be grateful

10 Ways to Teach Your Children to Be Grateful

I couldn’t believe my ears. Eleven months before my wife and I surprised our kids with an amazing Christmas gift. We gave them Disney annual passes. They flipped out, and we had a blast. However, in the eleventh month of that annual pass we told our kids we were going to Disney. My son’s response, “Disney again? Do we have to?” I couldn’t believe it. I explained to both my kids that going to Disney at all was a privilege many kids would never get the chance to do at all, let alone multiple times in a year. It was an opportunity to explain to them how important it is to be grateful. That was the last time I heard either of them complain. We let our passes expire a month later without renewing and my kids talk about how much they miss it.

Gratitude is a talent and one that must be refined. We must not allow our children to grow up entitled or spoiled. Kids who are cut off from the richness of lives defined by grateful hearts, service, joy, sacrificial love and appreciation for what they have are very shallow indeed. So we need to teach our children to be grateful. Thankful children are able to enjoy the blessings that come their way, even if it’s not much. Kids who don’t know gratitude are seldom satisfied, no matter how much they have. But don’t despair—children (and adults) can be taught. Here are 10 ways to teach your children to be grateful.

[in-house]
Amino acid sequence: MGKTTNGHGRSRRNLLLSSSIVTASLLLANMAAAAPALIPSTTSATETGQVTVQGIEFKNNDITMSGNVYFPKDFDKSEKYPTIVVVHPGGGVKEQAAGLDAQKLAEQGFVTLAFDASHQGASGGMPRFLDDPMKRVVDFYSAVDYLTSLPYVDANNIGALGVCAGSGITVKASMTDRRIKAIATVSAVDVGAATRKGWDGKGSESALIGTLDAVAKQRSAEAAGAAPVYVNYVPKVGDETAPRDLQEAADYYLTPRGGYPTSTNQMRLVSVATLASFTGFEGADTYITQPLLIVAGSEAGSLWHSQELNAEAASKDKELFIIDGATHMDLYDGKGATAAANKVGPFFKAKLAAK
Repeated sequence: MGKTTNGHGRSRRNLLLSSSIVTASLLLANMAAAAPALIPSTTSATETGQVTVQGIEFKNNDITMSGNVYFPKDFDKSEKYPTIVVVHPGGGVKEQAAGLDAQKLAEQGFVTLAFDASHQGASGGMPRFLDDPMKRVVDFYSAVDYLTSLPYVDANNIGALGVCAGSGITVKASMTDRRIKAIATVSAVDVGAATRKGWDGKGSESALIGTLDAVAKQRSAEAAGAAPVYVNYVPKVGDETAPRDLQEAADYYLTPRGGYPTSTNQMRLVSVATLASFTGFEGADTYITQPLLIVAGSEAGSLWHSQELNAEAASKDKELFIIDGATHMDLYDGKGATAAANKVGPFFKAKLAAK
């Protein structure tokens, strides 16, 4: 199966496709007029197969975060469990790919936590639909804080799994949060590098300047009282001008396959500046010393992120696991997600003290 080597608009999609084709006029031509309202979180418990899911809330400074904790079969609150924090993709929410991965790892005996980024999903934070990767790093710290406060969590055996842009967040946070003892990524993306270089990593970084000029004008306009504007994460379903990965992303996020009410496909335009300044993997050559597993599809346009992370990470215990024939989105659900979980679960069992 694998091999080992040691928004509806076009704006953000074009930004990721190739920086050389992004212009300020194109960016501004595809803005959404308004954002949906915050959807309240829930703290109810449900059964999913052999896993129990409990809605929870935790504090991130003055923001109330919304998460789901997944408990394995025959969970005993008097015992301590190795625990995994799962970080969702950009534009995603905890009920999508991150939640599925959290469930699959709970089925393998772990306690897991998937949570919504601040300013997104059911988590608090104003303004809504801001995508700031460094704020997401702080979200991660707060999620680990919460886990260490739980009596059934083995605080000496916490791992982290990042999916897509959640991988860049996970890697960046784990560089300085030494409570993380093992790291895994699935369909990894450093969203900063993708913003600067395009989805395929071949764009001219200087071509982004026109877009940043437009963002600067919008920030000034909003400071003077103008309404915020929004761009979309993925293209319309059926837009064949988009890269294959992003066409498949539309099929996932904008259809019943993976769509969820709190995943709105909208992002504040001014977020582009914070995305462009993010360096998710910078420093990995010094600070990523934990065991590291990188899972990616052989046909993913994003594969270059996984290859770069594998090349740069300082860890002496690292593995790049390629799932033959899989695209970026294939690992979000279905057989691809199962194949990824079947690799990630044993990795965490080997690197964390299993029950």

1. Say “Grace” before each meal.

Rather than lose its meaning, gratitude habituated through practice takes residence in the soul. Don’t take anything for granted, especially food. “Thanks God,” is foundational to the grateful life.

Showing is more powerful than telling.

2. Expose them to reality.

It’s easy to live in a bubble created by media, and the veneer of affluence that separates us from the rest of the world. Take your kids on mission trips to Central America, poverty-stricken Appalachia, a storm-ravaged area or right at home in your community. Showing is more powerful than telling.

3. Be grateful parents.

Kids learn from us 24-7—we don’t get to choose that. So let’s make sure they live with parents who are grateful for what they have, express it frequently, and back that up in the way they live.

4. Do not spoil them.

It’s a fact—kids who have more stuff than they need don’t even like what they have anymore. When parents help feed the ungrateful habit, we sabotage the growth of grace in our children. Think about it.

5. Make them earn stuff.

When kids miss the natural relationship between work and reward, they also lose the connection between good things and pleasure. It’s tough to be grateful when things are acquired unnaturally.

6. Teach them to love God.

God teaches gratitude as a way of life. We can’t teach our kids to be grateful without involving the Source of all we are grateful for.

7. Make sure they sometimes don’t get what they want.

You’re the dad, you’re allowed to manipulate the playing deck for a good cause. Make sure—once in a while—the kids don’t get the cheese.

8. Teach them to serve others.

Drive a weekly “Meals-on-Wheels” route together; serve the homeless; organize a gift drive; share with those who have nothing.

9. Teach them to be generous.

This is the next step. Generosity is not passing along our leftovers. Generosity is giving on a sacrificial level. Real generosity costs something. Real generosity is a huge step toward gratitude.

10. Never bail them out of responsibility.

When children are not allowed to own the consequences of their decisions or actions, they bypass fundamental lessons and fail to understand the reason for gratitude. If we think the lessons are too hard, they will never fully understand.